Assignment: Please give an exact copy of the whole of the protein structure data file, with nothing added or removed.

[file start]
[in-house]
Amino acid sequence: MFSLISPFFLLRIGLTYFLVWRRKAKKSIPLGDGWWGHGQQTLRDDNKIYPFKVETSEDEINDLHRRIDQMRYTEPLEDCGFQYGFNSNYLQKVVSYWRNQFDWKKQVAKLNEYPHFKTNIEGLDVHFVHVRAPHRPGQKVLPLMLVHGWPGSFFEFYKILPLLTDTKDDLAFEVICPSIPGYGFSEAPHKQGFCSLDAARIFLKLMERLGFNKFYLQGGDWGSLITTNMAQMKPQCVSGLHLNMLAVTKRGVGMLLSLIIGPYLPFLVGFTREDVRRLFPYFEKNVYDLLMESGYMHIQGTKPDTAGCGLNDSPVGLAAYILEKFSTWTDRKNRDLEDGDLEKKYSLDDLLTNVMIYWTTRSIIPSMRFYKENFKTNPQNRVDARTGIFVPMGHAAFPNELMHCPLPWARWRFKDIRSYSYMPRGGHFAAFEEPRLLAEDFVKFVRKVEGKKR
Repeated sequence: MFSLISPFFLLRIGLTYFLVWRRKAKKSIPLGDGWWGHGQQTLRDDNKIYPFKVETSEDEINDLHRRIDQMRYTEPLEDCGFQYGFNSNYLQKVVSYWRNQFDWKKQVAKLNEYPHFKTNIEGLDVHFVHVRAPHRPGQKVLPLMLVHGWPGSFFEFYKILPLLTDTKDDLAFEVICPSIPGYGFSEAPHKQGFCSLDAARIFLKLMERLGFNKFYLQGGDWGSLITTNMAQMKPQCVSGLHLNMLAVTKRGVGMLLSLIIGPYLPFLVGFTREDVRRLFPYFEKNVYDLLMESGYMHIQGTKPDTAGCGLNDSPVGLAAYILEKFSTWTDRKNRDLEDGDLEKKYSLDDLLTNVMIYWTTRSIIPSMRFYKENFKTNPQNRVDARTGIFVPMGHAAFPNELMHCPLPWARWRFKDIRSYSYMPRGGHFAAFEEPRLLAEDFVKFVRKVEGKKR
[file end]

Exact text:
[in-house]
Amino acid sequence: MFSLISPFFLLRIGLTYFLVWRRKAKKSIPLGDGWWGHGQQTLRDDNKIYPFKVETSEDEINDLHRRIDQMRYTEPLEDCGFQYGFNSNYLQKVVSYWRNQFDWKKQVAKLNEYPHFKTNIEGLDVHFVHVRAPHRPGQKVLPLMLVHGWPGSFFEFYKILPLLTDTKDDLAFEVICPSIPGYGFSEAPHKQGFCSLDAARIFLKLMERLGFNKFYLQGGDWGSLITTNMAQMKPQCVSGLHLNMLAVTKRGVGMLLSLIIGPYLPFLVGFTREDVRRLFPYFEKNVYDLLMESGYMHIQGTKPDTAGCGLNDSPVGLAAYILEKFSTWTDRKNRDLEDGDLEKKYSLDDLLTNVMIYWTTRSIIPSMRFYKENFKTNPQNRVDARTGIFVPMGHAAFPNELMHCPLPWARWRFKDIRSYSYMPRGGHFAAFEEPRLLAEDFVKFVRKVEGKKR
Repeated sequence: MFSLISPFFLLRIGLTYFLVWRRKAKKSIPLGDGWWGHGQQTLRDDNKIYPFKVETSEDEINDLHRRIDQMRYTEPLEDCGFQYGFNSNYLQKVVSYWRNQFDWKKQVAKLNEYPHFKTNIEGLDVHFVHVRAPHRPGQKVLPLMLVHGWPGSFFEFYKILPLLTDTKDDLAFEVICPSIPGYGFSEAPHKQGFCSLDAARIFLKLMERLGFNKFYLQGGDWGSLITTNMAQMKPQCVSGLHLNMLAVTKRGVGMLLSLIIGPYLPFLVGFTREDVRRLFPYFEKNVYDLLMESGYMHIQGTKPDTAGCGLNDSPVGLAAYILEKFSTWTDRKNRDLEDGDLEKKYSLDDLLTNVMIYWTTRSIIPSMRFYKENFKTNPQNRVDARTGIFVPMGHAAFPNELMHCPLPWARWRFKDIRSYSYMPRGGHFAAFEEPRLLAEDFVKFVRKVEGKKR